By Alejandra O’Connell-Domenech
Mayor Bill de Blasio is confident that keeping police in schools is the best way to protect students.
During a press conference on Wednesday, Chalkbeat reporter Alex Zimmerman asked de Blasio whether he would consider following in the footsteps of cities across the country and remove the NYPD’s 5,000 safety agents and 200 police officers from public schools. His answer was a resounding, no, despite announcing on Sunday that he would slash the NYPD’s $6 billion budget by $1 billion for fiscal year 2021.
“I’m looking at the sweep of the last not only six years but the last 10, 20 years and how much work had to be done to make our schools safer,” de Blasio said adding that schools still have a huge safety issue. “I think we have to think about the fact that the way school safety is currently configured has done a lot to reduce crime and violence in our schools.”
In the wake of George Floyd’s death, the Minneapolis School Board voted unanimously on June 2 to end its $1.1 million contract with the city police department stating that the department’s actions ran “directly counter to the values” of the school district, according to Buzzfeed.
Three days later, Portland, Oregon’s school superintendent Guadalupe Guerrero announced that the schools district would end the presence of school resources officers. Rochester City Council members are now proposing removing the city’s remaining seven school resource officers in this year’s budget. The Denver school board is also renewing its push to terminate its contract with city law enforcement.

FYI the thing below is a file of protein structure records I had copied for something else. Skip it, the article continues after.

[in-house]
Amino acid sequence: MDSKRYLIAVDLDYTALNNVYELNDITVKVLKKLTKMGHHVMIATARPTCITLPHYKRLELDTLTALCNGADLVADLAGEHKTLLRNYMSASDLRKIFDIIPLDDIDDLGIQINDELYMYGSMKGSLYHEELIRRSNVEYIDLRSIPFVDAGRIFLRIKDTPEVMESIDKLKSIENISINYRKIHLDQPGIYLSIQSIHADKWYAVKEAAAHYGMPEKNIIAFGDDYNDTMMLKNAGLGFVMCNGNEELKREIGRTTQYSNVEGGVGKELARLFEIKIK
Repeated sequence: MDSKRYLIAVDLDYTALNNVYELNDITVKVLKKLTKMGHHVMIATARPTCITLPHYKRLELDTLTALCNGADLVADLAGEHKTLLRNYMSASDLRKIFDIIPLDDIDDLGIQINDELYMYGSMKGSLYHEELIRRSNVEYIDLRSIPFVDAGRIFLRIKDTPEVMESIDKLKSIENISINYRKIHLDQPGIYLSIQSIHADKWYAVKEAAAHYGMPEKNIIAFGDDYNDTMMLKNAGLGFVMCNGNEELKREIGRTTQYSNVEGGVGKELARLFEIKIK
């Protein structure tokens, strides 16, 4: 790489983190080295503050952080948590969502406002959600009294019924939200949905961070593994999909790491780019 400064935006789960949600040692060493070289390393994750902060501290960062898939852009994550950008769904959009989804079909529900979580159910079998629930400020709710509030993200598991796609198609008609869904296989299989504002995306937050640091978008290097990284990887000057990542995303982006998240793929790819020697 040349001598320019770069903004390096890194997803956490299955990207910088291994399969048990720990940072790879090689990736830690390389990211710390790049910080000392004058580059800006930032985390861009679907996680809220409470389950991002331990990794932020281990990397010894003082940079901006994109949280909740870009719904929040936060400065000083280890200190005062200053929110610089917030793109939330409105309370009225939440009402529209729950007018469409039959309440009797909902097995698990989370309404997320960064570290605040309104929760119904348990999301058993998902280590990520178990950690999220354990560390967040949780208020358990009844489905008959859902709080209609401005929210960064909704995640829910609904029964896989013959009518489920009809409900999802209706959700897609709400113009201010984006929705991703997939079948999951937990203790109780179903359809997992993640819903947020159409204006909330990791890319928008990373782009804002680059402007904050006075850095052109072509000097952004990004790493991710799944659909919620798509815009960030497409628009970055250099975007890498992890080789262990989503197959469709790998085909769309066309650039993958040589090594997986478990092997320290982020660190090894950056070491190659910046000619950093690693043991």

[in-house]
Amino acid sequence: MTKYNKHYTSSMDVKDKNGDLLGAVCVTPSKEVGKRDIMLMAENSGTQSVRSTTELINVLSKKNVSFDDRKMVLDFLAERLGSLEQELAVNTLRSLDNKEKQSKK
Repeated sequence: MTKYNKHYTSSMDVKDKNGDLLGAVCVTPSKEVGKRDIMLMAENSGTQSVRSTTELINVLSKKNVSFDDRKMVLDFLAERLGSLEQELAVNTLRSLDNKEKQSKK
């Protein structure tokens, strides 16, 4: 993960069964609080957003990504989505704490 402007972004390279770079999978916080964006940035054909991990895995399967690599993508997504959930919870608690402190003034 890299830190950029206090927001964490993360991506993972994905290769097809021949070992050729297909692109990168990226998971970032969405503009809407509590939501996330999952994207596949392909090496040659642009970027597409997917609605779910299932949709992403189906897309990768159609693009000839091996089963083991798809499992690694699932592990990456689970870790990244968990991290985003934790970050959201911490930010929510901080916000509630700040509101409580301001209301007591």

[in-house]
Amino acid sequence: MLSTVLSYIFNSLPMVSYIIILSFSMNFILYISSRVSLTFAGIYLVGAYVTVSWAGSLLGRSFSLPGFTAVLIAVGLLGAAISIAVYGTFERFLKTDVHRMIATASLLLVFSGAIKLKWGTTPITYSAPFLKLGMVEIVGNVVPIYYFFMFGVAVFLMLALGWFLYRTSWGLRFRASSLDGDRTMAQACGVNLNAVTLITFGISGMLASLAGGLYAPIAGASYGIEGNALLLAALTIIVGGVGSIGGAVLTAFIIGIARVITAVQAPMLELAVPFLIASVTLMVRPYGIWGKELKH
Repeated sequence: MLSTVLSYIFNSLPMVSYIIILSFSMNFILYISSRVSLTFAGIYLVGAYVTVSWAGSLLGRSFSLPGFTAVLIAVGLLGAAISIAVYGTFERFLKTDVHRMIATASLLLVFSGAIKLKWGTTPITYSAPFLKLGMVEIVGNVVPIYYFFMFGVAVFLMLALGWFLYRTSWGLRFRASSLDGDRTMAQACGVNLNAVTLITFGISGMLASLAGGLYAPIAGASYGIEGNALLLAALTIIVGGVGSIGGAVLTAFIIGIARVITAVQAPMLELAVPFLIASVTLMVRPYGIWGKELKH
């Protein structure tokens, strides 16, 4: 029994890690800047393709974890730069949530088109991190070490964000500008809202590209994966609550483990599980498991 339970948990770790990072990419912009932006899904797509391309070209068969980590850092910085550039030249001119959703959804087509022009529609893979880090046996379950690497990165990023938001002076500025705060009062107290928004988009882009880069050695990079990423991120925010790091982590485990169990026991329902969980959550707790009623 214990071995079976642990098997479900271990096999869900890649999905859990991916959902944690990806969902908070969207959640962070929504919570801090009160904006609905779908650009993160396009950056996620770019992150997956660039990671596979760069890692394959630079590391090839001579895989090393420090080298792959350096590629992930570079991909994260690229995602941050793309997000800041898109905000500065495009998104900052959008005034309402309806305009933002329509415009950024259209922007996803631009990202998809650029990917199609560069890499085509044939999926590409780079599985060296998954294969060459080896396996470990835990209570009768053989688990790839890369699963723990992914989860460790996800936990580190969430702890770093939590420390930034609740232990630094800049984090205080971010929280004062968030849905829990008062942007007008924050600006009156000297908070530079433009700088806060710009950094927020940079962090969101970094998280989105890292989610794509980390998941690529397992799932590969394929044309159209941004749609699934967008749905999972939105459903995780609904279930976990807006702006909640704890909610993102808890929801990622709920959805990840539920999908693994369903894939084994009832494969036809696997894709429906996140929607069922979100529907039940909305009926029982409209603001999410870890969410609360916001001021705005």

De Blasio said that he supports creating a closer connection between families and officers working in city schools and improving the safety division with the neighborhood policing strategy. The mayor’s comment comes after weeks of criticism on his stance of the NYPD’s handling of the protests against police brutality and a week after hundreds of Department of Education employees calling for “sharp cuts” to the NYPD and increase public school and social service budgets.